IRS Form 433A, 433B, 433F, 433H: Which Collection Information Statement Should I Use?

IRS Form 433A, 433B, 433F, 433H: Which Collection Information Statement Should I Use?

The IRS uses collection information statement forms to gather financial information about delinquent taxpayers and determine their ability to pay a tax debt before approving requests for tax relief or to temporarily delay collection. The 433 forms ask for details regarding your monthly income plus your expenses and assets values, including home/real estate, cars/vehicles, bank accounts, investments, and more.

This post discusses the different 433 collection information forms the IRS uses to gather financial info from taxpayers.

IRS Form 433A

Form 433A is a document that the IRS requires if you owe taxes and cannot pay them in full. This version of the 433 forms is specifically for wage earners and self-employed individuals. If you want to resolve your tax debt for less than what you owe with an Offer in Compromise, you must complete and submit Form 433A OIC.

IRS Form 433A is a six-page document to collect personal and financial information, including:

  • Name, birth date, SSN, and driver’s license number
  • Employment details
  • Gross monthly income and expenses
  • Personal assets, including home, cars, bank balances, investments
  • Lawsuits pending (if applicable)

IRS Form 433B

If your business has a tax debt that you intend to resolve via an IRS payment plan or installment agreement, you will complete Form 433B. You will also use this form to temporarily delay tax payments due to hardship. Like 433A, 433B is also a six-page collection information statement document. However, it requires specifics about your business.

Some of the requested business details for IRS 433B include the following:

  • Business name
  • Industry
  • Date formed
  • Number of employees
  • Name, phone number, and SSN for all stakeholders, such as board members, shareholders, and partners
  • Business debts
  • Bank accounts and available credit
  • Business assets, including property, equipment/tools, vehicles
  • Total monthly income and expenses
  • Lawsuits pending (if applicable)
  • Bankruptcy proceedings (if applicable)

IRS Form 433F

The IRS uses a Form 433F collection information statement to gain in-depth insights into delinquent taxpayers who request a tax resolution payment plan for their back taxes. The information the IRS collects from 433F helps determine a taxpayer’s eligibility for each IRS payment plan.

The following are some of the scenarios when you might need to complete Form 433F if you are applying for a payment plan:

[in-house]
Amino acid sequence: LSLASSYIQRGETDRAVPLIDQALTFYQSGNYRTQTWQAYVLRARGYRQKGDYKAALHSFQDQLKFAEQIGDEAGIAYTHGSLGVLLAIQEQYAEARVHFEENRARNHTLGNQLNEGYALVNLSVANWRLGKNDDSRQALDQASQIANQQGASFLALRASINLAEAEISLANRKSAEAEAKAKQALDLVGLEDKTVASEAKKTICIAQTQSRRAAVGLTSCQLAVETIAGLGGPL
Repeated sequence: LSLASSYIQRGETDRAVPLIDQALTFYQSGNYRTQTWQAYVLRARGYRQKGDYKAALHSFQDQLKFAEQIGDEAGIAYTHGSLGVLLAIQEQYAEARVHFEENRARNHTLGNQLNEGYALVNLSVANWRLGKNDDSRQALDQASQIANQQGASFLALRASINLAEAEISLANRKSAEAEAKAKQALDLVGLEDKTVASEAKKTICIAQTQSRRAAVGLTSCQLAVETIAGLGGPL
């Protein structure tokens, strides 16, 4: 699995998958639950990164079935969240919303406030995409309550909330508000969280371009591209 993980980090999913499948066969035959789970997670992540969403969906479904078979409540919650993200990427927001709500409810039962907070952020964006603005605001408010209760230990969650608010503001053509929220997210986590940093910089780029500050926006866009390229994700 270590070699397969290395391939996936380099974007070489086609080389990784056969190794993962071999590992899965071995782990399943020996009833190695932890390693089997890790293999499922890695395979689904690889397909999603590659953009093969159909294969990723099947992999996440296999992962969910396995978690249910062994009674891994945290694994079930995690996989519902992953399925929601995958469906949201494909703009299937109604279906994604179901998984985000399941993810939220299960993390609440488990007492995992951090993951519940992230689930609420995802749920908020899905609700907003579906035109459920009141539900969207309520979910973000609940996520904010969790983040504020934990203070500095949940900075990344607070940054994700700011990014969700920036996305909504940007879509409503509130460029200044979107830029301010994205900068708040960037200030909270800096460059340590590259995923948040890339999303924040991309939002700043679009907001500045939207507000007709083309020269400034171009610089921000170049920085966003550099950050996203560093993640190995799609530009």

• When making payments on tax debt over $50,000
  • If your proposed monthly payment is too little to pay off your full tax debt in 72 months
  • If you owe $25,000 – $50,000 and do not want to pay via direct debit
  • If you want to request hardship status to temporarily stop IRS collections

When filling out IRS 433F, make sure you include basics such as your personal information and SSN. If you are completing the form for a business, you will need to add business name, EIN, business type, and number of employees. Like the other 433 forms, you will also be asked to include financial details about monthly income and expenses, as well as assets.

IRS Form 433H

IRS Form 433H, or Installment Agreement Request and Collection Information Statement, is used to request IRS relief when you cannot afford to pay a tax debt.

For you to qualify for relief with 433H, your tax debt must meet the following requirements:

  • You are a wage-earning employee
  • Your outstanding tax balance exceeds $50,000
  • You cannot pay this balance within the next 72 months.

IRS Form 433H has two main parts that you must fill out:

Part 1: Installment Agreement Request: Installment agreements are tax relief that allows delinquent taxpayers to resolve their tax debt by making monthly payments instead of paying the debt in full with a single payment. When filling out this section, include how much you owe in taxes, the date your payment was due, the amount you can afford to pay each month, the day of the month you would like to pay, and more.

Part 2: Collection Information Statement: When filling out this section, list all your income, assets, and expenses so that the IRS can calculate your ability to pay your tax debt and how much you should pay every month.

If you have a mounting tax debt that you cannot pay right away, you can tap into one of the IRS tax relief programs.

Determining which 433 form to fill out when faced with a tax debt can be challenging. If you need help selecting and submitting IRS collection information statement forms, we can help. You can start online by answering 6 simple questions. We never charge for ‘investigations’ or consultations. You can also call us at 866-568-4593.

6 Simple Questions. Free Evaluation.

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